December 04, 2014

I Had a Dog AND A CAT: Throwback Thursday

Ah, the wonders of the Dewey Decimal System!

I Had a Dog AND A CAT, by the Czech novelist and playwright Karel Čapek, written as Europe cowered under the shadow, if not yet the jackboot, of Nazi Germany, and containing, as well as humourous stories about his beloved pets, pointed asides on such topics as dog Eugenics and the need to prepare for the birth of a Super-dog; the current vogue for Dobermans and Alsatians; the lack of a Czech national dog (but if this race existed, Čapek opines, its exemplars would undoubtedly be fattish, small and lie behind the stove and bark a lot); this book, I was saying, shares a shelf in the Central City Library's basement with Richard Dawkins's The selfish gene, three memoirs by the good-humoured animal collector Gerald Durrell, and An illustrated guide to common soil animals by H. Pauline McColl, all classified as 591.5, "Behaviour".

For his anti-fascist stance which he shared with his friend Tomáš Masaryk, the Czechoslovak president, the Gestapo declared Karel Čapek "Public Enemy Number 2" in Czechoslovakia, as if to say "Just wait til we get our hands on you". They never did, however, because Čapek died on Christmas Day 1938, a few months after France and England signed the Munich agreement which handed Czechoslovakia to Nazi Germany, but before the actual invasion. Čapek was an Anglophile who visited England often and was friends with George Bernard Shaw and G.K. Chesterton, and he seemed to have lost the will to live after Munich. His friends urged him to leave the country, without success. They had no better success at urging him to eat more. When he died, one of them said that the cause of death was "a stab in the heart from Neville Chamberlain's umbrella".

When the Nazis marched in, they didn't actually know Čapek had died, and did indeed go looking for him, and for his brother Josef, a noted writer, poet and artist, who contributed drawings in his trademark playful, primitive style of dogs, cats, and an occasional human, or human legs, to I Had a Dog AND A CAT. Josef was arrested and sent to a concentration camp, and died in Bergen Belsen in 1945.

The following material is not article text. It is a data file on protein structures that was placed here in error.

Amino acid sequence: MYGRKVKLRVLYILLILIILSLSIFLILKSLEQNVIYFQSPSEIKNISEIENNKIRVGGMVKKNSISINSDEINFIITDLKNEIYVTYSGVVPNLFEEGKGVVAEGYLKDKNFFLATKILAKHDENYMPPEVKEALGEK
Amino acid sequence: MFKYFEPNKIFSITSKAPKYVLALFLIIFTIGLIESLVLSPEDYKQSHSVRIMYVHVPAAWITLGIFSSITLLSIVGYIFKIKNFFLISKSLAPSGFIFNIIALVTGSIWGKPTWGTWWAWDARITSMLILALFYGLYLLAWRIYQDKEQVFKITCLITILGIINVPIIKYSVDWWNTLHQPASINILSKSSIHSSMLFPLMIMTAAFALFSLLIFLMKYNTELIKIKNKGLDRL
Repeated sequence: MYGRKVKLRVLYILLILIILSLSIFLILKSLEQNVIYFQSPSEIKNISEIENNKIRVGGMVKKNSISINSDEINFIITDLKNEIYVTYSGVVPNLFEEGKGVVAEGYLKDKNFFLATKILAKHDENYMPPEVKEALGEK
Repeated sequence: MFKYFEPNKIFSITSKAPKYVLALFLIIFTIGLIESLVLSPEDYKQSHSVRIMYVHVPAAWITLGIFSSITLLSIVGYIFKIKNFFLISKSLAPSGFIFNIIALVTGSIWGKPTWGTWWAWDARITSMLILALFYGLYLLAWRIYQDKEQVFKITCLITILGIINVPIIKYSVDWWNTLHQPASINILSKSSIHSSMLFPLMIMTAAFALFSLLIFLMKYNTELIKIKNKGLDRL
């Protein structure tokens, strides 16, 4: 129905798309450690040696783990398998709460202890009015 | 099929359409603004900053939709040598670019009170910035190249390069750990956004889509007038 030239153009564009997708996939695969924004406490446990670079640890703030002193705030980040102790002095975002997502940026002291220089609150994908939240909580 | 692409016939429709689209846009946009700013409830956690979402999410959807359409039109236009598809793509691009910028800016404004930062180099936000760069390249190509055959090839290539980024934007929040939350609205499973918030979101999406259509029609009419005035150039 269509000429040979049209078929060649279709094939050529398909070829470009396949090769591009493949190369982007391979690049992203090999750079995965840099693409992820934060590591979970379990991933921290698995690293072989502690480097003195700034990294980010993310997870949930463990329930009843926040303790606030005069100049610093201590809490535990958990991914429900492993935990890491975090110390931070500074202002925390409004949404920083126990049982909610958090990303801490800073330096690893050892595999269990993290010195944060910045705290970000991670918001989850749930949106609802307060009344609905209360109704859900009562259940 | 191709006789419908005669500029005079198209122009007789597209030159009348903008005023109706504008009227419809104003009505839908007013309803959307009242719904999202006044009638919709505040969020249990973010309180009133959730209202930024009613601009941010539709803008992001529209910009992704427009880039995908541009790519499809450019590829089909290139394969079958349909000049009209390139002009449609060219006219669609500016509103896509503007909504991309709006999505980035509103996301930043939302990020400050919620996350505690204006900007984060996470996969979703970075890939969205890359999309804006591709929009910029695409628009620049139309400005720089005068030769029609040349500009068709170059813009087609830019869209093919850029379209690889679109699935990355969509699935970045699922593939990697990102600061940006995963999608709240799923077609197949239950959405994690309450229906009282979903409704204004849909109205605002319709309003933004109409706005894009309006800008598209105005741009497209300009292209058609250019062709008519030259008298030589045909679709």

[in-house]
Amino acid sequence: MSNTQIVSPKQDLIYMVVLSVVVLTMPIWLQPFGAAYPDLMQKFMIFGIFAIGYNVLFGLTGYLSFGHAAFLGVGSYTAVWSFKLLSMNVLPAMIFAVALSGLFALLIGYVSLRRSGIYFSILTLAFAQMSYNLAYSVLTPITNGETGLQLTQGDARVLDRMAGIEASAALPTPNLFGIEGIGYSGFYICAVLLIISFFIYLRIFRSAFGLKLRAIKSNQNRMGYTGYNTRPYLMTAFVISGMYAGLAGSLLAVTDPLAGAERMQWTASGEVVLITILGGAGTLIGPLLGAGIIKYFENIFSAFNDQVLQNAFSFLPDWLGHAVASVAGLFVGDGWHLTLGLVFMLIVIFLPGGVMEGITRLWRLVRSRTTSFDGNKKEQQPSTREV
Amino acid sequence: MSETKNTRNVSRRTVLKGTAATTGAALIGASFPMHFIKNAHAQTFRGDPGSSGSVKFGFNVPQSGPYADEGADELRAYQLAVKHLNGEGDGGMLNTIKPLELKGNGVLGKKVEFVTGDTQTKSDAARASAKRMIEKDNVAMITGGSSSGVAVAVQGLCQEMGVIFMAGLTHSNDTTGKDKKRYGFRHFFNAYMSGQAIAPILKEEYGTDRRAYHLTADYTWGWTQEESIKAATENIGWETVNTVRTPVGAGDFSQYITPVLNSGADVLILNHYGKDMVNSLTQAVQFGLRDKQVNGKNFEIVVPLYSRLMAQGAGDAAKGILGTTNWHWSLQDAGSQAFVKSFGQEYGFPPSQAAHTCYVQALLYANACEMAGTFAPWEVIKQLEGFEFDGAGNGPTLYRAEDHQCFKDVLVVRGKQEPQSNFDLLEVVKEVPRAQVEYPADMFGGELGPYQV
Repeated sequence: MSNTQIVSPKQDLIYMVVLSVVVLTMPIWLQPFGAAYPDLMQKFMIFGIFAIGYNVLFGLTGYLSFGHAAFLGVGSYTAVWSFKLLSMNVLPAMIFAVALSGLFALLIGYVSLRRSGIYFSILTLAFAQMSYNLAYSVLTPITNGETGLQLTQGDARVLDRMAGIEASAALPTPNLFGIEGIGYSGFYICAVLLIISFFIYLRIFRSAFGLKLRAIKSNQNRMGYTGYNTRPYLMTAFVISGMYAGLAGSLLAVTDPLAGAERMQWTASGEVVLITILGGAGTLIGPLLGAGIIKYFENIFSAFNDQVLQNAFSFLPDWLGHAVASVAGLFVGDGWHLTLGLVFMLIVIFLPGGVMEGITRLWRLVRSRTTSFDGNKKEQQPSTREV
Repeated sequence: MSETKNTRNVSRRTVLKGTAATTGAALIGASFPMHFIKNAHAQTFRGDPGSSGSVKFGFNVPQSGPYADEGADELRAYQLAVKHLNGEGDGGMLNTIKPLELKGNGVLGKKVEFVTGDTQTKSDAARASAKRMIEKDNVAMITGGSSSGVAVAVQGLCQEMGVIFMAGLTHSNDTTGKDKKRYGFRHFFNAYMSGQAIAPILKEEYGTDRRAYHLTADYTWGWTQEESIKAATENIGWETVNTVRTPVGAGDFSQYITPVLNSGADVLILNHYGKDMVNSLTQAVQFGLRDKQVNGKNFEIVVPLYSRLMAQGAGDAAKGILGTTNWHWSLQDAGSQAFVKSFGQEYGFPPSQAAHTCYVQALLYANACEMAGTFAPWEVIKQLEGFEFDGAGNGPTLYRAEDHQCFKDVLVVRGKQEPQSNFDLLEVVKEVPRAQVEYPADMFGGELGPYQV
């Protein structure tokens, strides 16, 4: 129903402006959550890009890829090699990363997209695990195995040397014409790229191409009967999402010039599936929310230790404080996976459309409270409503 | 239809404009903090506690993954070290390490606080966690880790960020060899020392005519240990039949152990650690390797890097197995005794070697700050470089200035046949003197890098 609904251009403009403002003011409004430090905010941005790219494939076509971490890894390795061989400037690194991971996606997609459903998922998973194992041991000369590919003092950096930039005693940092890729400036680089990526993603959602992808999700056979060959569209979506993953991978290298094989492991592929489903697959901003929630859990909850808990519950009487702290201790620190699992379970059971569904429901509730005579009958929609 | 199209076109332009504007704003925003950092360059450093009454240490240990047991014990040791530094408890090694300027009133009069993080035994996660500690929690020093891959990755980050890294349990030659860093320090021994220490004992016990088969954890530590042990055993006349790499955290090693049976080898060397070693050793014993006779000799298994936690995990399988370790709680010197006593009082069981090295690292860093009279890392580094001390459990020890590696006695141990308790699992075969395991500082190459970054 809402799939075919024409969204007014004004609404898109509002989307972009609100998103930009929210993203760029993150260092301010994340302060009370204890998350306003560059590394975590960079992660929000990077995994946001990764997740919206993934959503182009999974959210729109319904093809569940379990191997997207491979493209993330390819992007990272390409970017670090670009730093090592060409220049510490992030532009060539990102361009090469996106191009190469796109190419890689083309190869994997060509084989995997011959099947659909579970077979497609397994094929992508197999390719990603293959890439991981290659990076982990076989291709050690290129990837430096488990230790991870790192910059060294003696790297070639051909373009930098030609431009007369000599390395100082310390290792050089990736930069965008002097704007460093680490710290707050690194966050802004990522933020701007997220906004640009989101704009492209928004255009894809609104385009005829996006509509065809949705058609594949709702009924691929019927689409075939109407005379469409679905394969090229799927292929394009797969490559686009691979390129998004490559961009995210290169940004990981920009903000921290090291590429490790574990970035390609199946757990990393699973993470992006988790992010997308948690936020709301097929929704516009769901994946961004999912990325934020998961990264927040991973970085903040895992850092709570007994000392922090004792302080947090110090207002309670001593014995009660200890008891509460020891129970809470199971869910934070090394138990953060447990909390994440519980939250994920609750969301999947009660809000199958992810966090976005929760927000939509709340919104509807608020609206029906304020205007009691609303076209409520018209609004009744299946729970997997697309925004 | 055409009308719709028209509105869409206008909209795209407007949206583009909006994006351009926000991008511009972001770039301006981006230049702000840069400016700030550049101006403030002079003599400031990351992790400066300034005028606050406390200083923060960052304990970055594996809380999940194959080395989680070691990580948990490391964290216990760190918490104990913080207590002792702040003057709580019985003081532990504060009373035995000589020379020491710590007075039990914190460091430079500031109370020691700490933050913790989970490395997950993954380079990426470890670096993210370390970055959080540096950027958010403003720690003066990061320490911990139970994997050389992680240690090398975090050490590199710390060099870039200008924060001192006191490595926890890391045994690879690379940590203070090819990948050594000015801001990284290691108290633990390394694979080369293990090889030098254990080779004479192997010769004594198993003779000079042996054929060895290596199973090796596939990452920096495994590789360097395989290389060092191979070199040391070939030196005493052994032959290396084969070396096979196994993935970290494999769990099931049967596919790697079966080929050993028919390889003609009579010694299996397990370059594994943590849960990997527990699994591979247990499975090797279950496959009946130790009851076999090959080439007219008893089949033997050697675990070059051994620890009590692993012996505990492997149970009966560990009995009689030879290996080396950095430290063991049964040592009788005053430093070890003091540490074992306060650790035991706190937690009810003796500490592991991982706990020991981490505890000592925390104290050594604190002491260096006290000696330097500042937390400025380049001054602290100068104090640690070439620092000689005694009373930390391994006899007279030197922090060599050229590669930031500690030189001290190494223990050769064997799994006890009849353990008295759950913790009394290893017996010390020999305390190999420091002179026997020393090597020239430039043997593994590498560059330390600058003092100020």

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Before coming across I Had a Dog AND A CAT, I only knew Karel Čapek as the man who brought into the world one of the best purpose-made words ever, "Robot" (he always capitalised it), from the Czech word robota, heavy labour, in his famous anti-utopian comedy R.U.R.; I knew he was considered a sort of non-hardcore Science-Fictiony type, along the lines of Aldous Huxley and George Orwell. But then I found another book in the library, published in 1990 on the 100th anniversary of his birth, with a foreword by a big fan of his, Arthur Miller.

Called Toward the Radical Center: A Karel Čapek Reader, it includes such gems as an act from the play "Lives of the Insects", with Mr and Mrs Dung Beetle waxing ecstatic -- "Our little capital! Our golden treasure!"-- over their dung ball (the stage direction is something like "Enter an enormous ball of manure pushed by two dung beetles"); a piece on gardening called "Legs and the Gardener"; one on, well, clumsy people, called "In Praise of Clumsy People"; and the irresistible "In Praise of Idleness". True idleness: not rest, and not repose. Rest is related to work, either recovering from or preparing for, and idleness must bear no relation to work. And repose implies activity, and pleasure. Idleness calls for neither. In fact, "It calls for nothing at all".

"And when a person is through idling", Čapek concludes, "he arises and returns as if from another world. Everything is a little alien and distant, distasteful somehow, and strained; and it is so.. so strange, that... a person has to take a little rest after being idle; and then after resting, lounge around for a while; and then relax a little more, then devote himself to a certain amount of inactivity, and only afterwards is he able to recover his strength and begin to do something completely useless."

You can read all of  "In Praise of Idleness", indeed all of Intimate things, the book where it first appeared in 1936, in the Universal Library of the Internet Archive.



Ditulis Oleh : Karen Craig // 22:00
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